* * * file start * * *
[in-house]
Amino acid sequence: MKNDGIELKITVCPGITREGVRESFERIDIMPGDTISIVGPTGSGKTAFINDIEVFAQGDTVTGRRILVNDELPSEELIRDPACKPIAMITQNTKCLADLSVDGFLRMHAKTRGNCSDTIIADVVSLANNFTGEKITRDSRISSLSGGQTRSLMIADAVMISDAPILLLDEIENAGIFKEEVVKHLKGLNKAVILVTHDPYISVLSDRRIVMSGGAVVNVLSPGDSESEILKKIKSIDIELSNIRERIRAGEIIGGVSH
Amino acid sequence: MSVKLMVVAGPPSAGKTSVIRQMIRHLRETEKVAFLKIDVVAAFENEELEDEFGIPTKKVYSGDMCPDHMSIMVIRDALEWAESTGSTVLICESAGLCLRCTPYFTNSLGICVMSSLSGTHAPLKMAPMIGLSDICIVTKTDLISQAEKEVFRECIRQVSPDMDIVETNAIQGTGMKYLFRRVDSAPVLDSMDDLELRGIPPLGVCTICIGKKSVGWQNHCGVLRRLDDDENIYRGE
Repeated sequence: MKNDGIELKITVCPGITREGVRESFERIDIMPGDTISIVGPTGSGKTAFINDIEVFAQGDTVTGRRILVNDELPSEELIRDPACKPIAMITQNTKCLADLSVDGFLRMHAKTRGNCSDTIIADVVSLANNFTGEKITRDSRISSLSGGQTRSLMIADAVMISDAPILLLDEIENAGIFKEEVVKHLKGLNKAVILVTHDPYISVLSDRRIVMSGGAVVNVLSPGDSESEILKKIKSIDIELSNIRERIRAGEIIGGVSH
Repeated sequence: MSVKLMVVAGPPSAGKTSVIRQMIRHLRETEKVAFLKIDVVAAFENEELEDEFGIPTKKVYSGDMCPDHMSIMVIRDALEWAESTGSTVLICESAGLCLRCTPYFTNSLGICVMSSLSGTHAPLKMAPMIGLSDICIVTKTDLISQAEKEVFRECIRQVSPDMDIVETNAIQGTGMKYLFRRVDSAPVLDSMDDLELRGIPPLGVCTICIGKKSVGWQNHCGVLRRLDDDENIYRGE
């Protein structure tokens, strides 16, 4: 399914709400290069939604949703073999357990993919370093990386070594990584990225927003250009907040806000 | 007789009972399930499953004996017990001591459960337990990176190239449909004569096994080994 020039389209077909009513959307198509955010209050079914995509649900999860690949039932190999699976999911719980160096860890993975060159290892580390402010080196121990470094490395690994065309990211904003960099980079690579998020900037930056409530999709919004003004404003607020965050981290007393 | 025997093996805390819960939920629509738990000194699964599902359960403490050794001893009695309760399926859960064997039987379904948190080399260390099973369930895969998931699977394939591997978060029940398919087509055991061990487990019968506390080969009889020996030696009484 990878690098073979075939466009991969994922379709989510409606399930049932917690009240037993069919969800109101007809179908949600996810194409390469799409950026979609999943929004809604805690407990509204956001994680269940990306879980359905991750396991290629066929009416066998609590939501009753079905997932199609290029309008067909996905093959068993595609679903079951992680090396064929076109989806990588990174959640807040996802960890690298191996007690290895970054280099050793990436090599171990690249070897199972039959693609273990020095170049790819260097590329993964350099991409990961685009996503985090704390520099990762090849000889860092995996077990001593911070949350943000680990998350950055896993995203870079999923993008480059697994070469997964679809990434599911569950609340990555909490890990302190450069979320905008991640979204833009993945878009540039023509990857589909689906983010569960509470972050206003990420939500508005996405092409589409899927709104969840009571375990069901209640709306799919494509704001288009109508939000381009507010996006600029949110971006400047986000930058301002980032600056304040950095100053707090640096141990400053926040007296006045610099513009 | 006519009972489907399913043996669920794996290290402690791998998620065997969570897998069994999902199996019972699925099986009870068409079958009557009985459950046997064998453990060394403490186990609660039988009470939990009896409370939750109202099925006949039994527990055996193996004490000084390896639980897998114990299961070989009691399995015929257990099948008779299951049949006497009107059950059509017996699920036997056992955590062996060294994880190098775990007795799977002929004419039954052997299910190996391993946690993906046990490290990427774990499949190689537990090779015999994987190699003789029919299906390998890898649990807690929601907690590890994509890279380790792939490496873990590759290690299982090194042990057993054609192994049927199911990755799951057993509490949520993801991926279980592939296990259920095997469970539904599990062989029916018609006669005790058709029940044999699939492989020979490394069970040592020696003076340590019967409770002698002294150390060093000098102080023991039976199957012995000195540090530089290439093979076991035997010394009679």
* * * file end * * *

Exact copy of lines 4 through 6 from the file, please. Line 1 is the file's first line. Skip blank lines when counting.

Repeated sequence: MKNDGIELKITVCPGITREGVRESFERIDIMPGDTISIVGPTGSGKTAFINDIEVFAQGDTVTGRRILVNDELPSEELIRDPACKPIAMITQNTKCLADLSVDGFLRMHAKTRGNCSDTIIADVVSLANNFTGEKITRDSRISSLSGGQTRSLMIADAVMISDAPILLLDEIENAGIFKEEVVKHLKGLNKAVILVTHDPYISVLSDRRIVMSGGAVVNVLSPGDSESEILKKIKSIDIELSNIRERIRAGEIIGGVSH
Repeated sequence: MSVKLMVVAGPPSAGKTSVIRQMIRHLRETEKVAFLKIDVVAAFENEELEDEFGIPTKKVYSGDMCPDHMSIMVIRDALEWAESTGSTVLICESAGLCLRCTPYFTNSLGICVMSSLSGTHAPLKMAPMIGLSDICIVTKTDLISQAEKEVFRECIRQVSPDMDIVETNAIQGTGMKYLFRRVDSAPVLDSMDDLELRGIPPLGVCTICIGKKSVGWQNHCGVLRRLDDDENIYRGE
């Protein structure tokens, strides 16, 4: 399914709400290069939604949703073999357990993919370093990386070594990584990225927003250009907040806000 | 007789009972399930499953004996017990001591459960337990990176190239449909004569096994080994 020039389209077909009513959307198509955010209050079914995509649900999860690949039932190999699976999911719980160096860890993975060159290892580390402010080196121990470094490395690994065309990211904003960099980079690579998020900037930056409530999709919004003004404003607020965050981290007393 | 025997093996805390819960939920629509738990000194699964599902359960403490050794001893009695309760399926859960064997039987379904948190080399260390099973369930895969998931699977394939591997978060029940398919087509055991061990487990019968506390080969009889020996030696009484 990878690098073979075939466009991969994922379709989510409606399930049932917690009240037993069919969800109101007809179908949600996810194409390469799409950026979609999943929004809604805690407990509204956001994680269940990306879980359905991750396991290629066929009416066998609590939501009753079905997932199609290029309008067909996905093959068993595609679903079951992680090396064929076109989806990588990174959640807040996802960890690298191996007690290895970054280099050793990436090599171990690249070897199972039959693609273990020095170049790819260097590329993964350099991409990961685009996503985090704390520099990762090849000889860092995996077990001593911070949350943000680990998350950055896993995203870079999923993008480059697994070469997964679809990434599911569950609340990555909490890990302190450069979320905008991640979204833009993945878009540039023509990857589909689906983010569960509470972050206003990420939500508005996405092409589409899927709104969840009571375990069901209640709306799919494509704001288009109508939000381009507010996006600029949110971006400047986000930058301002980032600056304040950095100053707090640096141990400053926040007296006045610099513009 | 006519009972489907399913043996669920794996290290402690791998998620065997969570897998069994999902199996019972699925099986009870068409079958009557009985459950046997064998453990060394403490186990609660039988009470939990009896409370939750109202099925006949039994527990055996193996004490000084390896639980897998114990299961070989009691399995015929257990099948008779299951049949006497009107059950059509017996699920036997056992955590062996060294994880190098775990007795799977002929004419039954052997299910190996391993946690993906046990490290990427774990499949190689537990090779015999994987190699003789029919299906390998890898649990807690929601907690590890994509890279380790792939490496873990590759290690299982090194042990057993054609192994049927199911990755799951057993509490949520993801991926279980592939296990259920095997469970539904599990062989029916018609006669005790058709029940044999699939492989020979490394069970040592020696003076340590019967409770002698002294150390060093000098102080023991039976199957012995000195540090530089290439093979076991035997010394009679």